Traffic caused by Kaiser, Shepherd Canyon, hiking trails, dogs, Mission Trails, moving in from El Cajon
- The entrance to East Shepherd Canyon is clearly marked.
- East Shepherd, or Greenbelt, trail is interesting in all seasons, with a combination of native coastal sage scrub and nonnative plants in the canyon. Walk north on Santo Road for about 160 feet, where the trail starts just past the signed gate that separates traffic by a nonnative hedge on the left.
- By The Canyoneers, Dec. 30, 2013
- Sandwiched between Clairemont and Tierrasanta, Kearny Mesa is bordered by busy highways (805, 15, and 52) and run through the center by another (163). Added into the mix is a barrage of industrial and commercial operations that make it less than ideal for getting around. Tierrasanta, while more idyllic with its open space and canyons, still has to deal with the traffic because they live right next door to Kearny Mesa.
- By Julie Stalmer, July 10, 2017
- We Tierrasantans love our dogs. We’ve given over our parks, our streets, and even some of our restaurants to them. One local man and his fluffy friend hit the streets daily, riding on a Segway, hair and fur flying freely in the wind. I can’t tell which one of them enjoys it more.
- By K.A. Okagaki, Nov. 7, 2010
- On weekends, in the canyons surrounding San Diego’s community of Tierrasanta, urban guerrillas hack through chapparal with picks and other tools, transforming once-narrow coyote paths into smooth, broad hiking trails.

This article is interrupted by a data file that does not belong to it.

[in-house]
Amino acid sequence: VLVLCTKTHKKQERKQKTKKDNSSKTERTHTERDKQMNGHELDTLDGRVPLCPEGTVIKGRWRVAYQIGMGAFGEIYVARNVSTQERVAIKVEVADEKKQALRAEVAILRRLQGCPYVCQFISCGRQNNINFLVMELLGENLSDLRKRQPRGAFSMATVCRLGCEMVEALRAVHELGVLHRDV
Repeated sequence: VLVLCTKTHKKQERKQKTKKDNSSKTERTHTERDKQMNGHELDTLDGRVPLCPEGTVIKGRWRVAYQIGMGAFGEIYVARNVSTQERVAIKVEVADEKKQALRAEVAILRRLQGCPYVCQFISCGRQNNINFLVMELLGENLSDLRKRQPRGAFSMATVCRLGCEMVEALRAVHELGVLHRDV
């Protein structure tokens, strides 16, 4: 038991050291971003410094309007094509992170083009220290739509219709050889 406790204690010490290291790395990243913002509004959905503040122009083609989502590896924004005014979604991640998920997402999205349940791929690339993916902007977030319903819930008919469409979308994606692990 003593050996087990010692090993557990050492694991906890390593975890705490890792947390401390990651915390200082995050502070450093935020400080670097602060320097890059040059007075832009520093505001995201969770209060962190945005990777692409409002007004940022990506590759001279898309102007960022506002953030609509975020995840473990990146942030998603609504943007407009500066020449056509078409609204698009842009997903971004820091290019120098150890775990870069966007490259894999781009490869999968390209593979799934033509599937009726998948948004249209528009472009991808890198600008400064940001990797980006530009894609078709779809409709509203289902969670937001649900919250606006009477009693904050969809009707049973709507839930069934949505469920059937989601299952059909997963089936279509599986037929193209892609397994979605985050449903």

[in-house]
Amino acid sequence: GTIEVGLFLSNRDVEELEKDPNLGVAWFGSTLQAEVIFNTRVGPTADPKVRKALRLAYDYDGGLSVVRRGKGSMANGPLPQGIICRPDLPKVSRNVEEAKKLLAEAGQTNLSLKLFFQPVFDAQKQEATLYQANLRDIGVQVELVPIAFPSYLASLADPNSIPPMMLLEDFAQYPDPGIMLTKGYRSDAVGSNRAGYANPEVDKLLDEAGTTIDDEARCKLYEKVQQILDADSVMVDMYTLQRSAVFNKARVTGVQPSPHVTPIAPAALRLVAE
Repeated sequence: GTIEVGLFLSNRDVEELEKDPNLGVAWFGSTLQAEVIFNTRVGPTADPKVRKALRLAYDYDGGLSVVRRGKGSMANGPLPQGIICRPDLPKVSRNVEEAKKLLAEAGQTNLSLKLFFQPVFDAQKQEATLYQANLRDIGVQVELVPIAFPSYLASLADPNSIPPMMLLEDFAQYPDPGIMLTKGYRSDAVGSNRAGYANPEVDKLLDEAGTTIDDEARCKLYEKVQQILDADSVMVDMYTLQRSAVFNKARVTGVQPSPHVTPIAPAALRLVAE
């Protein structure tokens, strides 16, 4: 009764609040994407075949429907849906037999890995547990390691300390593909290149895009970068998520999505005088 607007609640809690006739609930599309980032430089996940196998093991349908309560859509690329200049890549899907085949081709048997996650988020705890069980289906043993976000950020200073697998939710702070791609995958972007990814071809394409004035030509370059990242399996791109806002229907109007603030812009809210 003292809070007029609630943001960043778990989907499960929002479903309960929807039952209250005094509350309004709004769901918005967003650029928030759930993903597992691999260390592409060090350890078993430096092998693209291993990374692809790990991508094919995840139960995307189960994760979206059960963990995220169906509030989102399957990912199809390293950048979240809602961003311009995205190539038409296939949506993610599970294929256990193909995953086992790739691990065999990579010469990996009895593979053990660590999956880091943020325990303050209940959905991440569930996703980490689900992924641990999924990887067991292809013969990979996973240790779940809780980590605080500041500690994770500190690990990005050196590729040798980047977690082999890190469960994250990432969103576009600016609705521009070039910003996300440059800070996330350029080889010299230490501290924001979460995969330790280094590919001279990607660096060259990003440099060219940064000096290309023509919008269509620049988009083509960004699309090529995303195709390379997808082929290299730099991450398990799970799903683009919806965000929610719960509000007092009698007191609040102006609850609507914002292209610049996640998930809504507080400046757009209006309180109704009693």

- By Dorian Hargrove, May 28, 2014
- Tierrasanta was a big change. There were no colorful homeless folks shouting obscenities at us; I didn’t have to worry about getting my ass kicked at the grocery store if I accidentally bumped my door into the car next to me.
- By Siobhan Braun, May 19, 2009
- Last May, Mission Trails Regional Park opened a new trailhead parking lot and gateway that provides easy access to the park's western area from the community of Tierrasanta. To check out and make use of this new entry, simply follow Clairemont Mesa Boulevard to its east dead-end in Tierrasanta. On foot or bike you can proceed farther east using a dense network of dirt roads and trails covering the hills and valleys like a tattered net.
- By Jerry Schad, July 6, 2000
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